Fast-5 Lifestyle and Beeminding Weight Loss

Continuing the discussion from Best Practice for recording weight when away from home?:

I’m a big proponent of Fast-5 and very upset that I let myself get away from it for a while.

I did Fast-5 religiously for about 3 years. Lost over 50 lbs in about 9 months (242 down to 186). That was nearly 2 lbs per week weight loss. I went from a 42 waist to being able to wear a 36. Over the next few months gradually gained back about 8 and stayed stable at 193-195 for nearly the next 2 years with size 38 pants. (A 36 inch waist was too snug.)

About 18 months ago I started cheating and most of that was having a drink an hour or so after my window closed a few days a week. That was enough to make my weight climb back up. (Don’t know if it was calories outside the window or the fact that it was alcohol.)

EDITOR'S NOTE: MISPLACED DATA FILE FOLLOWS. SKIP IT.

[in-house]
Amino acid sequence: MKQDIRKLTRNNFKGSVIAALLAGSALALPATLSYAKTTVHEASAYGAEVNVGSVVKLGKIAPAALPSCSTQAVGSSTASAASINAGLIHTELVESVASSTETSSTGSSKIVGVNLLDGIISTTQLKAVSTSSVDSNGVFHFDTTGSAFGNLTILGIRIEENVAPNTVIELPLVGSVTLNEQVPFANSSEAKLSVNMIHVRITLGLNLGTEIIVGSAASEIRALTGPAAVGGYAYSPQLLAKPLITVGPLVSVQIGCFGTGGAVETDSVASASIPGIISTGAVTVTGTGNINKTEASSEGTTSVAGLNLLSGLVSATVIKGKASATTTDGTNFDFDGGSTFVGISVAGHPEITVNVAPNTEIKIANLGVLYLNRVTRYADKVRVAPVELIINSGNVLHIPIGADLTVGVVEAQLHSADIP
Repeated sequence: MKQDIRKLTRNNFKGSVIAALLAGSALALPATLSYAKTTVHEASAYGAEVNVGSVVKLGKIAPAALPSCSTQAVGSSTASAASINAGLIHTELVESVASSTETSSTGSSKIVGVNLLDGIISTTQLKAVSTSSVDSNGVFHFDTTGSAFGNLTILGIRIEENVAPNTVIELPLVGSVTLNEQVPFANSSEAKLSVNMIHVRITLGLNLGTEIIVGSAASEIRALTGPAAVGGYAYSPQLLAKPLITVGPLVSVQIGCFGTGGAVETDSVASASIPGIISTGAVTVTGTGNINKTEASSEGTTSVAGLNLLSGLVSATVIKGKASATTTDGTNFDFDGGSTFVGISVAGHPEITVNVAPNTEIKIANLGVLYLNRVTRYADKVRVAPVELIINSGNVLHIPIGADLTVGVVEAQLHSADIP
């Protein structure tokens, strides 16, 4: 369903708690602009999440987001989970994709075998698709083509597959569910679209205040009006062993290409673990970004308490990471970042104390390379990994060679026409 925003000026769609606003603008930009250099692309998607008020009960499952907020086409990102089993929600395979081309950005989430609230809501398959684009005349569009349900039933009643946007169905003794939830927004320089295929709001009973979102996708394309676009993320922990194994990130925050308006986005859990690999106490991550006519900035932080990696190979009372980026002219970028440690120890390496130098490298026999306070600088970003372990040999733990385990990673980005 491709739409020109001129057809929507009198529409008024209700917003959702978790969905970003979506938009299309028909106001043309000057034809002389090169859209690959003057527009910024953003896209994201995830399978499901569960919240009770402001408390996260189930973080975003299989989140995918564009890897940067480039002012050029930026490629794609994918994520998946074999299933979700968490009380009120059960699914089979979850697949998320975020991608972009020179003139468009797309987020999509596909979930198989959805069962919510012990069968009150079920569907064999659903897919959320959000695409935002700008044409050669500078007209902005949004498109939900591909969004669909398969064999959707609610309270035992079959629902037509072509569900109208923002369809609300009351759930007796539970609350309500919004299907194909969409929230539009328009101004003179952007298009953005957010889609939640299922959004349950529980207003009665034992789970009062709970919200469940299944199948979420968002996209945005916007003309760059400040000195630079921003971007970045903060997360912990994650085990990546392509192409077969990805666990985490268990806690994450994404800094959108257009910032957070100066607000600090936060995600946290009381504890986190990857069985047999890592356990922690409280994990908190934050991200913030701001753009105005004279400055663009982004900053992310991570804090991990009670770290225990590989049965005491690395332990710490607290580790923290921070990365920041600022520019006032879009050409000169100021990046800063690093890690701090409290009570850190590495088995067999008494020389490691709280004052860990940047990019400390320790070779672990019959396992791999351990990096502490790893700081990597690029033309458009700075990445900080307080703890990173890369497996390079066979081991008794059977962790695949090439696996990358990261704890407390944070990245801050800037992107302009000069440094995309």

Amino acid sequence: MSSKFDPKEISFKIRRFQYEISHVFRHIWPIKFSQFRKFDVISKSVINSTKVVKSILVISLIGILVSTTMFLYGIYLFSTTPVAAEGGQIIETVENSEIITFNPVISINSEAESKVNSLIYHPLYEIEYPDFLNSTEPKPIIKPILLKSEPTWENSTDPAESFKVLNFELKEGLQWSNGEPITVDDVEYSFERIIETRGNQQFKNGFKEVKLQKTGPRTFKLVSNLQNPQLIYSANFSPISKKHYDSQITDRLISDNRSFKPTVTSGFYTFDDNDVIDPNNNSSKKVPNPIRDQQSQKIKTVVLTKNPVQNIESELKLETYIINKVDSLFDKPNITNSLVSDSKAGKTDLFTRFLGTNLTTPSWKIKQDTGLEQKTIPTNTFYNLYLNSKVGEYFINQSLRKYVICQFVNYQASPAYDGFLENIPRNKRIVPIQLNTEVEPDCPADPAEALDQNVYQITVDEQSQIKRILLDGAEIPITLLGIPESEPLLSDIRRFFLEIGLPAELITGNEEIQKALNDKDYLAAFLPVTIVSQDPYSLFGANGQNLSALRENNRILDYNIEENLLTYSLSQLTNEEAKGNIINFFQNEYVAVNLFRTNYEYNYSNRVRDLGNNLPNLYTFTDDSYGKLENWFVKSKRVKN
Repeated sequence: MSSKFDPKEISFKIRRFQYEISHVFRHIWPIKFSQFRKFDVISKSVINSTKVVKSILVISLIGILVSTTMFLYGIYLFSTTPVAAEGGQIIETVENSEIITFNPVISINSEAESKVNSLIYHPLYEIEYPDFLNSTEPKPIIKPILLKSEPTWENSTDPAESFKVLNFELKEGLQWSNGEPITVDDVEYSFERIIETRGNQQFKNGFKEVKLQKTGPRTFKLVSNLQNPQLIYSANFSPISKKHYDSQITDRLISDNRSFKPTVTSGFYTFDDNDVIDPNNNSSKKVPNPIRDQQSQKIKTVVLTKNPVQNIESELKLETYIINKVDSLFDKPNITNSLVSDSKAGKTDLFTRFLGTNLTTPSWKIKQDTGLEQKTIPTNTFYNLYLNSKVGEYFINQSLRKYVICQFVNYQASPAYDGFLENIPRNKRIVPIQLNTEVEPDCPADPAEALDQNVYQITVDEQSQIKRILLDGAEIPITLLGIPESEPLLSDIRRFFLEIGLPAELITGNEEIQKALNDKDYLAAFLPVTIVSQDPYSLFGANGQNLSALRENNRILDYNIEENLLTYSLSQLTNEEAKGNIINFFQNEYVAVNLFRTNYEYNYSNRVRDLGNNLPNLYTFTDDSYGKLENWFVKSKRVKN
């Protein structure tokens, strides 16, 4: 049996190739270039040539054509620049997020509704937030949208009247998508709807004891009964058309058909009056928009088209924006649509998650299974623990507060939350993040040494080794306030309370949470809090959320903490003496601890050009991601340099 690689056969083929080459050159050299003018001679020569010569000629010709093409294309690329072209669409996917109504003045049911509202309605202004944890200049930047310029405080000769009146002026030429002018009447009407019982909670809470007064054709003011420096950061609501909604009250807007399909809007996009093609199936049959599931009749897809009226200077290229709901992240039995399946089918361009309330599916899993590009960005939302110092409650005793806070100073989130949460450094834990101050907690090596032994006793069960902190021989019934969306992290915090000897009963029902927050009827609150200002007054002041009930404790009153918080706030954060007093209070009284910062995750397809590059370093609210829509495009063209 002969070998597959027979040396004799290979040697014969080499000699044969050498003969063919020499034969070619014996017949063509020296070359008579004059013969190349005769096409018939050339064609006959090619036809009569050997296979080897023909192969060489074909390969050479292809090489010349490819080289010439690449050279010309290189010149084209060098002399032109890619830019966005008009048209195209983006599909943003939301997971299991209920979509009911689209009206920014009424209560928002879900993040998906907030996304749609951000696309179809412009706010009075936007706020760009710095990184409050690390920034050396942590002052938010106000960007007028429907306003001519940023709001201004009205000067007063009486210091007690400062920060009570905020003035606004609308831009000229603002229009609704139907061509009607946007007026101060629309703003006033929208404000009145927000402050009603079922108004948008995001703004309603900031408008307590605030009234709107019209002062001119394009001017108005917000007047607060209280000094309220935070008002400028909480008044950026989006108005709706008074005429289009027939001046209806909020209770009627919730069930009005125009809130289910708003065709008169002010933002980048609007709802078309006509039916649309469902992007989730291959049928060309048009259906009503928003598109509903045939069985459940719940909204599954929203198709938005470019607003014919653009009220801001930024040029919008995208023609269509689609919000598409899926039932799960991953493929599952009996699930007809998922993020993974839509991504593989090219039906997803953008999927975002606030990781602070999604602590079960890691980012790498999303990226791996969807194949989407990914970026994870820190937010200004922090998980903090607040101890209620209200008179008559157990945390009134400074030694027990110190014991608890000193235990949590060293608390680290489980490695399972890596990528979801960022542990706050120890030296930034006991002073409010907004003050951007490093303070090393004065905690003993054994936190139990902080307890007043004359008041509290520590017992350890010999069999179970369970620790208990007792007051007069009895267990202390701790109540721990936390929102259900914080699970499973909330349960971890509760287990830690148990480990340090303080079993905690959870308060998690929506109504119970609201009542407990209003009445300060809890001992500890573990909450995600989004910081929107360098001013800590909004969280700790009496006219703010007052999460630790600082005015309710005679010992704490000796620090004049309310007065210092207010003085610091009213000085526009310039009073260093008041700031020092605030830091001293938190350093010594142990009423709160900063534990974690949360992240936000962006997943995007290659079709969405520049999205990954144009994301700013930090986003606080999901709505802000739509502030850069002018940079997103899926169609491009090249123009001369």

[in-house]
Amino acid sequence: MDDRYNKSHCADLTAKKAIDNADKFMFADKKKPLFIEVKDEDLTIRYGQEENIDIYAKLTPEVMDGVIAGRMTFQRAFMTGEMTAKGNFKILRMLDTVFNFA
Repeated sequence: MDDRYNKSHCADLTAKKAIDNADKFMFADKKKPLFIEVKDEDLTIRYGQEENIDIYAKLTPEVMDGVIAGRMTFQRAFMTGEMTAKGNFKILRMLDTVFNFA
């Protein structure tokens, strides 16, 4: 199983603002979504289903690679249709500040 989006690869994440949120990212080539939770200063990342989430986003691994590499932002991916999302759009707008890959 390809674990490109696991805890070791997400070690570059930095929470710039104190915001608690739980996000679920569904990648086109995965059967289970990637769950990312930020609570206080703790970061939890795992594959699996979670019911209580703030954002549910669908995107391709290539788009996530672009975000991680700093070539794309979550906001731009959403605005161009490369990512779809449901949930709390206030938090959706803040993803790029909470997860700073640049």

On Jan 2nd I was 229 when I started Fast 5 again and went up a pound on the 3rd! I’m 212 today with a goal to get and stay below 200. Thats a loss of over a lb a week.

What generally works for me:

  • Window 3-8 PM. That way I can have a small lunch at 3:00 and still eat diner after I get home. I used to have acid reflux if I eat too close to bedtime, so closing my window at 8:00 worked well.
  • A couple of days with a 3-4 hour window will break through a plateau.
  • I always break my fast with fat or protein, usually a stick of cheese.
  • I try to avoid too many carbs, but I don’t go crazy. I love pasta.
  • Absolutely no calories outside your window. Not even cream in my coffee. For me it seemed to work exactly as indicated in the short ebook that describes this lifestyle.